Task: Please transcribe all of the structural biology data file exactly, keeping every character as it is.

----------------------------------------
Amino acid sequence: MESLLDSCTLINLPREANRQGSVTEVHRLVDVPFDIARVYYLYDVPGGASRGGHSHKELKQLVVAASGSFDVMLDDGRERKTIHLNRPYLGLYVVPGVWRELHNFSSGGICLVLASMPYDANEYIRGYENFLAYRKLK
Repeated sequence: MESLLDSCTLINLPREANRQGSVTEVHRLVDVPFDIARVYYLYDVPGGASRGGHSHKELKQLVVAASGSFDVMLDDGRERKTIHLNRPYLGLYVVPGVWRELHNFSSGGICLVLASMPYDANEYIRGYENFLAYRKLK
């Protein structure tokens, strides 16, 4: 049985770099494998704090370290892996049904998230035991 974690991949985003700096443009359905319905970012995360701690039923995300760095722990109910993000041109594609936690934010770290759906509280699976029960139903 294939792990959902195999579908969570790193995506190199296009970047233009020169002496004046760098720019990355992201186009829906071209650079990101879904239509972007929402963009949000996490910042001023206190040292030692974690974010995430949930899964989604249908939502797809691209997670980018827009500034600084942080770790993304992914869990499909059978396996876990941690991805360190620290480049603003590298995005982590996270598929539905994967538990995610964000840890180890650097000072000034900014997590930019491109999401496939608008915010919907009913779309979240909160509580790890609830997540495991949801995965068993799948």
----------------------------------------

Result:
Amino acid sequence: MESLLDSCTLINLPREANRQGSVTEVHRLVDVPFDIARVYYLYDVPGGASRGGHSHKELKQLVVAASGSFDVMLDDGRERKTIHLNRPYLGLYVVPGVWRELHNFSSGGICLVLASMPYDANEYIRGYENFLAYRKLK
Repeated sequence: MESLLDSCTLINLPREANRQGSVTEVHRLVDVPFDIARVYYLYDVPGGASRGGHSHKELKQLVVAASGSFDVMLDDGRERKTIHLNRPYLGLYVVPGVWRELHNFSSGGICLVLASMPYDANEYIRGYENFLAYRKLK
């Protein structure tokens, strides 16, 4: 049985770099494998704090370290892996049904998230035991 974690991949985003700096443009359905319905970012995360701690039923995300760095722990109910993000041109594609936690934010770290759906509280699976029960139903 294939792990959902195999579908969570790193995506190199296009970047233009020169002496004046760098720019990355992201186009829906071209650079990101879904239509972007929402963009949000996490910042001023206190040292030692974690974010995430949930899964989604249908939502797809691209997670980018827009500034600084942080770790993304992914869990499909059978396996876990941690991805360190620290480049603003590298995005982590996270598929539905994967538990995610964000840890180890650097000072000034900014997590930019491109999401496939608008915010919907009913779309979240909160509580790890609830997540495991949801995965068993799948």